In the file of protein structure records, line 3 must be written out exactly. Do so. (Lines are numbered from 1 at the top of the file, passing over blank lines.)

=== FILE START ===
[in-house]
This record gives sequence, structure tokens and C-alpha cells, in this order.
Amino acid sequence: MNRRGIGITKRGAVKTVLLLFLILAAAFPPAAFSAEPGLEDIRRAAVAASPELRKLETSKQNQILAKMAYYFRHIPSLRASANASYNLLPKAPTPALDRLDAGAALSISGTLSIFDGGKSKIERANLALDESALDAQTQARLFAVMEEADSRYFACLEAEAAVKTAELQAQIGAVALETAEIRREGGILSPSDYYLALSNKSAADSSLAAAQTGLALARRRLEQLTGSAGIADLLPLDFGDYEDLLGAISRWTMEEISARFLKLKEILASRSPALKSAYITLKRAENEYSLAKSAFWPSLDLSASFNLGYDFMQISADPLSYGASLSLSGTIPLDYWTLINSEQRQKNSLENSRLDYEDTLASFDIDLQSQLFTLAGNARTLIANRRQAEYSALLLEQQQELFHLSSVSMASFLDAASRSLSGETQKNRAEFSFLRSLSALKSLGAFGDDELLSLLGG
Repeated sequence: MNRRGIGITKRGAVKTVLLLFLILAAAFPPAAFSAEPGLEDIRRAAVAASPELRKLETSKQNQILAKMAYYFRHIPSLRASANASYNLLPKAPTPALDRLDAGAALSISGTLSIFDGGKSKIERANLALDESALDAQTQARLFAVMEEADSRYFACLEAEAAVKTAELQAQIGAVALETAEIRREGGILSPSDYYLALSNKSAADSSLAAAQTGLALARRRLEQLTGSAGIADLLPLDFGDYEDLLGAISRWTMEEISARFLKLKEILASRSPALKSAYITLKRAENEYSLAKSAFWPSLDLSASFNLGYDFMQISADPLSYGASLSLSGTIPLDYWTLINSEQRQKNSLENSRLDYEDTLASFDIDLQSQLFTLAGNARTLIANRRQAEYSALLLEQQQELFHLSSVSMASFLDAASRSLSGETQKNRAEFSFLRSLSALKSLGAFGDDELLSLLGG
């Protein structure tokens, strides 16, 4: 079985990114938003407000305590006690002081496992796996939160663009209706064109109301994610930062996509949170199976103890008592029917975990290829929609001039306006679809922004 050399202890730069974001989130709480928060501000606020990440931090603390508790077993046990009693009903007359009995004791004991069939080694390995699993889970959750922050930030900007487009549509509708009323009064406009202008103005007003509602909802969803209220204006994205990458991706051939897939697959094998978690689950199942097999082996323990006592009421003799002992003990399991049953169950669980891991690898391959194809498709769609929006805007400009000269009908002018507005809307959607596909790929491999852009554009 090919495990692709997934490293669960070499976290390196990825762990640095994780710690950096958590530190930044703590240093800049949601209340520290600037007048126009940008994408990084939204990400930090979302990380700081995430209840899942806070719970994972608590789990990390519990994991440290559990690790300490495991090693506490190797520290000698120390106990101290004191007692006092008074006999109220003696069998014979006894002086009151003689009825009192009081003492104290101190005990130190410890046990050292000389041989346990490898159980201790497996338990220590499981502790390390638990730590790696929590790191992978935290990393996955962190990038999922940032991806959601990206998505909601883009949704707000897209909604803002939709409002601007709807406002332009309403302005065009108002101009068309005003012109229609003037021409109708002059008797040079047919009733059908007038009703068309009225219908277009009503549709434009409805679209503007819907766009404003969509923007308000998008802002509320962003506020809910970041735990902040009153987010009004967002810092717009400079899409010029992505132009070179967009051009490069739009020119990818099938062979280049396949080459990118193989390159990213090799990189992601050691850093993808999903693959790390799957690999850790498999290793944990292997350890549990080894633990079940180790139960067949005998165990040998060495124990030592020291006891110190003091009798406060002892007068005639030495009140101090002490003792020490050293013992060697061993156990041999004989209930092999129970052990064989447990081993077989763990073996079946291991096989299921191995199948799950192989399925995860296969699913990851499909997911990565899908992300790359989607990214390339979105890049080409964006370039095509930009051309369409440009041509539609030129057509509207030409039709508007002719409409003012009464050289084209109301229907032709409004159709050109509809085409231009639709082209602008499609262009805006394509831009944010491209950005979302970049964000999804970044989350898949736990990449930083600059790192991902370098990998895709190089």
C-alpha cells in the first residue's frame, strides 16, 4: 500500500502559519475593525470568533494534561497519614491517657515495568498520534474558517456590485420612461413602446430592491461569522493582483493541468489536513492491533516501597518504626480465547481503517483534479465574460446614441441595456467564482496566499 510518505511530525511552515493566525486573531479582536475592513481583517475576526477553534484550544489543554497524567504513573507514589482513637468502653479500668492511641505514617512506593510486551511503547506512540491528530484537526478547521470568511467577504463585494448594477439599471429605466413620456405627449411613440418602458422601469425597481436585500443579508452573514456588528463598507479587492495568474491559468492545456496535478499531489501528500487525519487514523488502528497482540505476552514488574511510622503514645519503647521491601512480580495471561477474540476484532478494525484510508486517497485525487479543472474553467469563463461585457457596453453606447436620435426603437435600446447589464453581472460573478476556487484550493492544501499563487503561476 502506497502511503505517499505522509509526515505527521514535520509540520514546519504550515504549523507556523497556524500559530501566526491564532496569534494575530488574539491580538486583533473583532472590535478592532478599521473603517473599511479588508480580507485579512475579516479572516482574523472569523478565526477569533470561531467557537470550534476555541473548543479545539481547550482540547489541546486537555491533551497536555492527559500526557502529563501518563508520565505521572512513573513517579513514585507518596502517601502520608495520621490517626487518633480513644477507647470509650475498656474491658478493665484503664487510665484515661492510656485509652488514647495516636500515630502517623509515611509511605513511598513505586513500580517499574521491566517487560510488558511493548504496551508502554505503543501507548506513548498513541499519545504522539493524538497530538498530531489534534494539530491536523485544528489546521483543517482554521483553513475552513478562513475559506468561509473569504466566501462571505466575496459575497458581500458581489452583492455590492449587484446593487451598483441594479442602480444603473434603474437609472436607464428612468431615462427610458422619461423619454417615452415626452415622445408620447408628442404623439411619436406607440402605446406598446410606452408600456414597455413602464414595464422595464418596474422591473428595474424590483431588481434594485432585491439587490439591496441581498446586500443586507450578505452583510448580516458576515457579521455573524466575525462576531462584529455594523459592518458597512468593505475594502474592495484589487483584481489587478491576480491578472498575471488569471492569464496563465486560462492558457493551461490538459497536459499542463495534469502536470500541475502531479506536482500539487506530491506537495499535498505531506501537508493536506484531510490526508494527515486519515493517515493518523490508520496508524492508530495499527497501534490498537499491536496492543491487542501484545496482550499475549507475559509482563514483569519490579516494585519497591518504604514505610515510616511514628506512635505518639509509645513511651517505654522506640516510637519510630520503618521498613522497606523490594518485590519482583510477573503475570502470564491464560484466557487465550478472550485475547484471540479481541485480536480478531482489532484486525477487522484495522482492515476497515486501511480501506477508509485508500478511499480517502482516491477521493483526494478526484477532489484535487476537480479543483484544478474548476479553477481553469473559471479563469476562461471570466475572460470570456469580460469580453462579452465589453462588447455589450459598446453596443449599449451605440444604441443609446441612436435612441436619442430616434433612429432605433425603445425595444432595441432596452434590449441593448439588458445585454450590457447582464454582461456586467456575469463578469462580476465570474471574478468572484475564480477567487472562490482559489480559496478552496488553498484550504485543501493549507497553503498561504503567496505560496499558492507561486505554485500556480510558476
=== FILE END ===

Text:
Amino acid sequence: MNRRGIGITKRGAVKTVLLLFLILAAAFPPAAFSAEPGLEDIRRAAVAASPELRKLETSKQNQILAKMAYYFRHIPSLRASANASYNLLPKAPTPALDRLDAGAALSISGTLSIFDGGKSKIERANLALDESALDAQTQARLFAVMEEADSRYFACLEAEAAVKTAELQAQIGAVALETAEIRREGGILSPSDYYLALSNKSAADSSLAAAQTGLALARRRLEQLTGSAGIADLLPLDFGDYEDLLGAISRWTMEEISARFLKLKEILASRSPALKSAYITLKRAENEYSLAKSAFWPSLDLSASFNLGYDFMQISADPLSYGASLSLSGTIPLDYWTLINSEQRQKNSLENSRLDYEDTLASFDIDLQSQLFTLAGNARTLIANRRQAEYSALLLEQQQELFHLSSVSMASFLDAASRSLSGETQKNRAEFSFLRSLSALKSLGAFGDDELLSLLGG